Some economists said the sharper decline partly reflected the timing of U.K.’s lockdown — which fell more in the second quarter — and its dependence on domestic consumer spending.

Pent-up demand

Suren Thiru, an economist with the British Chambers of Commerce, said the recent pick-up probably only reflected the release of pent-up demand rather than a sustained revival.

“The prospect of a swift ‘V-shaped’ recovery remains remote,” he said.

The nation’s unemployment rate is expected to jump when the government ends its huge job subsidy program in October.

A wave of job losses is set to hit the U.K. later in 2020 as the ripple effects of the economic contraction are felt. (Simon Dawson/Reuters)

Sunak — who told the BBC he saw some “promising signs” in GDP data for the month of June — reiterated his opposition to extending the program.

In July, he cut sales tax for the hospitality sector and in August is subsidizing restaurants to draw in diners.

Hotels and restaurants did just one fifth of their normal business in June, when the lockdown was still largely in force.

Later lockdown

U.K. GDP shrank by 2.2 per cent in the first quarter of the year, reflecting the lockdown that started on March 24.

It closed restaurants, shops and other public spaces after many other European countries, meaning more of the hit was felt in the second quarter.

However, the Office for National Statistics said that over the first six months of 2020, GDP fell by 22.1 per cent, slightly less than Spain’s 22.7 per cent but more than double the 10.6 per cent fall in U.S.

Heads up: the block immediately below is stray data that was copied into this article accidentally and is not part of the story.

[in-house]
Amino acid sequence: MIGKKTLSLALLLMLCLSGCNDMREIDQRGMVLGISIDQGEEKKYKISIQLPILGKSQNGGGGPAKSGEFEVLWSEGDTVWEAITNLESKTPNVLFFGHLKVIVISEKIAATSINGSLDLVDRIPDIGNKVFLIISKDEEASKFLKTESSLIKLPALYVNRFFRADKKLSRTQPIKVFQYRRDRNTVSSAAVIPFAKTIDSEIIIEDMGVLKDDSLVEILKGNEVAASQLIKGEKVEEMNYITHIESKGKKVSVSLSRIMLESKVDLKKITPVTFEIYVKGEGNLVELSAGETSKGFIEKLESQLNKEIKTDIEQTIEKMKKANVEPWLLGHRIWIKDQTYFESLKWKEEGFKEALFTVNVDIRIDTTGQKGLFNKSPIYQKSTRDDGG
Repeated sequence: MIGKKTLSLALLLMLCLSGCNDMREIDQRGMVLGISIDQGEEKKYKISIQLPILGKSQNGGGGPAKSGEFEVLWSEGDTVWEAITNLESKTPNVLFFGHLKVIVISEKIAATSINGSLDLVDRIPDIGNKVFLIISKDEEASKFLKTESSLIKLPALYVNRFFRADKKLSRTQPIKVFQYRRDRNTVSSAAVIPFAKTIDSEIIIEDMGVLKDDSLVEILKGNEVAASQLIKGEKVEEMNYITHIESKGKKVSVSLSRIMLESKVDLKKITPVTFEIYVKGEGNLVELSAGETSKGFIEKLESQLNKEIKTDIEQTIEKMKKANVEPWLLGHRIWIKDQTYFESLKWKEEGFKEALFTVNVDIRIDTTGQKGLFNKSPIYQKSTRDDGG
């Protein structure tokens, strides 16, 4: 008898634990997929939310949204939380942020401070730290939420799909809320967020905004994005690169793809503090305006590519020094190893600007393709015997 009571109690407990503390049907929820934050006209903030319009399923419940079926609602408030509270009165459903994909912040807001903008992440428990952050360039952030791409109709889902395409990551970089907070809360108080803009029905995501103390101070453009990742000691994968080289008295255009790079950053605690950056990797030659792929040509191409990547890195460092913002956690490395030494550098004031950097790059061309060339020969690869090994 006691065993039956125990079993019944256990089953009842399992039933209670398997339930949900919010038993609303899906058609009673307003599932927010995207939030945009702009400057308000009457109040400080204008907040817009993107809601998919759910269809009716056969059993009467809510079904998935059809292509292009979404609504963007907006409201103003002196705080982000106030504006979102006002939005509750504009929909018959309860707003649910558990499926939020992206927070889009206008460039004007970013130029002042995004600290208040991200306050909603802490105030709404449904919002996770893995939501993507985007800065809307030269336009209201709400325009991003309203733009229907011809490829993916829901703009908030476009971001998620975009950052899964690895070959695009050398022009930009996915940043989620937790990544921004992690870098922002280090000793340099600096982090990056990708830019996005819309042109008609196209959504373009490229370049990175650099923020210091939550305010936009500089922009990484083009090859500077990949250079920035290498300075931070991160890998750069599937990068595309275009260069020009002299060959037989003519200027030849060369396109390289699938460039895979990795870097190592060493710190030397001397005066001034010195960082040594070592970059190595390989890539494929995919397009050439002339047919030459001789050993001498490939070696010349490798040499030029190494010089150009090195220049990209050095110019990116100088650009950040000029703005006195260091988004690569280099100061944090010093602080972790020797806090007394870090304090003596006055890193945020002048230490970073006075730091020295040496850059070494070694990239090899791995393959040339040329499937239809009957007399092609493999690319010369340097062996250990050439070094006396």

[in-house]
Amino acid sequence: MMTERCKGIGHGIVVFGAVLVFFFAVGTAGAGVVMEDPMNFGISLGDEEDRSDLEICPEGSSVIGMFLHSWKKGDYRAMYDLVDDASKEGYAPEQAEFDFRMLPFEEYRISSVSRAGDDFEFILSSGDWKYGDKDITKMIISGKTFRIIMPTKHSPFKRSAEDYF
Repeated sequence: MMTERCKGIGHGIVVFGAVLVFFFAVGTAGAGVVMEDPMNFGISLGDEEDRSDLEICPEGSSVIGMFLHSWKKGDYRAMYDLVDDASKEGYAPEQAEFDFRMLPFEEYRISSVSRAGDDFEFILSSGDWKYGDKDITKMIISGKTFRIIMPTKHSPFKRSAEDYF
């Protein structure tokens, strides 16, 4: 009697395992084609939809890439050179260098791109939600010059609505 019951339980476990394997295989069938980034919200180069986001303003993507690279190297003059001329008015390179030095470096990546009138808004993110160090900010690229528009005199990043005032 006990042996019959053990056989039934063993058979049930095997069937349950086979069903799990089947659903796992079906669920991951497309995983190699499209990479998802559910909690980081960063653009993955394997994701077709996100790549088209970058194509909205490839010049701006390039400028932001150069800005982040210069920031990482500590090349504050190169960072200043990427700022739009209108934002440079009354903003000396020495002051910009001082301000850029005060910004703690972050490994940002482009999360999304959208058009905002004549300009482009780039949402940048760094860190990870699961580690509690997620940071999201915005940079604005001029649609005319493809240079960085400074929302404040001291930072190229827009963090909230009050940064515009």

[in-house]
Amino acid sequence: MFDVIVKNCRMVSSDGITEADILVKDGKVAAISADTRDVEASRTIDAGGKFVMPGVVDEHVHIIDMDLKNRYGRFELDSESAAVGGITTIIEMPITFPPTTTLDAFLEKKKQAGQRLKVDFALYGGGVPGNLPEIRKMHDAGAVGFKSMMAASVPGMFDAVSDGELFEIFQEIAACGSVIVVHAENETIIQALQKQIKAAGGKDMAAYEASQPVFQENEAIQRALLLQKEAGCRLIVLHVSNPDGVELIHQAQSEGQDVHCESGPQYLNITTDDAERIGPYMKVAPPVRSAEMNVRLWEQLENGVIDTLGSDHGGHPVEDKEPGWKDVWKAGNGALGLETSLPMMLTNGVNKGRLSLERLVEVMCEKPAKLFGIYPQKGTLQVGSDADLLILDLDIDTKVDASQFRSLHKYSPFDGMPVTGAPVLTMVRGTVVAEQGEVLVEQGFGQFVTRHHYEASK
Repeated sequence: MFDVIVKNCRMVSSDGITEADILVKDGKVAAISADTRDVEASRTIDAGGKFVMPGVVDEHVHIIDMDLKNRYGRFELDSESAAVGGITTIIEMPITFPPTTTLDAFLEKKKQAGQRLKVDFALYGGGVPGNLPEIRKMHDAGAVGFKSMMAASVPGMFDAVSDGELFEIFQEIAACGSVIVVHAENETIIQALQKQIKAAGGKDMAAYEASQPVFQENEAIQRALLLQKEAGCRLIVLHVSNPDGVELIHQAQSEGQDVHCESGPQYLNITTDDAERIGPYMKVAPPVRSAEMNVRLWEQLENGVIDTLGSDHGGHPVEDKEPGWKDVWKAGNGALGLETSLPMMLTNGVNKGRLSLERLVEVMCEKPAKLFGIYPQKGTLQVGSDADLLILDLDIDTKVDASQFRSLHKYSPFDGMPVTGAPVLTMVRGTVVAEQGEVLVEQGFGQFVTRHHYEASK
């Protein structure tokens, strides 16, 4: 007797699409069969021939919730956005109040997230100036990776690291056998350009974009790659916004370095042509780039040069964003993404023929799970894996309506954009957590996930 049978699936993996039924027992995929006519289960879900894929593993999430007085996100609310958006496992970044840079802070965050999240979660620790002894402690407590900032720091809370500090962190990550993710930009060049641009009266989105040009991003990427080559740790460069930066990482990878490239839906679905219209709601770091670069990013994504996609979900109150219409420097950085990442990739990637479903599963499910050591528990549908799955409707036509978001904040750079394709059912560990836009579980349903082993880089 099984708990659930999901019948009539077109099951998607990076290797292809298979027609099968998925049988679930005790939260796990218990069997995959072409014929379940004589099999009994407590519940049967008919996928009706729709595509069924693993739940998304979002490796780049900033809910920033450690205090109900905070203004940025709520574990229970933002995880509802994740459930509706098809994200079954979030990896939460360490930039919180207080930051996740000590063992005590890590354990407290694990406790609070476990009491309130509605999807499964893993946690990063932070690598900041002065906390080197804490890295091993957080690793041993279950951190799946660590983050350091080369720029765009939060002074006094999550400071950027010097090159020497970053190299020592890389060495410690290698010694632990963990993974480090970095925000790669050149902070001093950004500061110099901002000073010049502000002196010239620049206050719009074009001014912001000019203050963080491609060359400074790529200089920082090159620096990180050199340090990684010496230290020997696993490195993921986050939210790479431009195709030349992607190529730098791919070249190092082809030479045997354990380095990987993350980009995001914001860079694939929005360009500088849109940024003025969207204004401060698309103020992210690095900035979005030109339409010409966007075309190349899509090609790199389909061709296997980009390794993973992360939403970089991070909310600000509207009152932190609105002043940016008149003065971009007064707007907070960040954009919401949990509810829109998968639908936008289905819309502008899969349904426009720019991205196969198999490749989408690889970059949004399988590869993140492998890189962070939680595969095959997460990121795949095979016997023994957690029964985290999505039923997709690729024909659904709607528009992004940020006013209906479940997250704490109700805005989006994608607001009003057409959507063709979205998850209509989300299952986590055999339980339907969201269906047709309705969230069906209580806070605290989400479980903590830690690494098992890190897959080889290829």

“The larger contraction of the U.K. economy primarily reflects how lockdown measures have been in place for a larger part of this period in the U.K.,” it said.

Non-essential shops in England did not reopen until June 15, and pubs and restaurants were shut until July 4.

The Bank of England forecast it would take until the final quarter of 2021 for the economy to regain its previous size, and warned unemployment was likely to rise sharply. (Leon Neal/Getty Images)

Sunak, as well as some economists, said the U.K.’s greater reliance on consumer-facing services businesses — many of which were completely shut in the lockdown — also explained why the economy suffered more than its peers.

In both the U.K. and Spain, spending on hotels, restaurants, recreation and culture make up around 13 per cent of the economy, compared with around 10 per cent or less elsewhere in Europe and the United States.

Although some sectors appear to have made a rapid recovery, businesses are wary about the outlook, especially as a second wave of COVID infections could lead to the reimpositions of lockdowns.

Employers have already shed more than 700,000 jobs since March, according to tax data.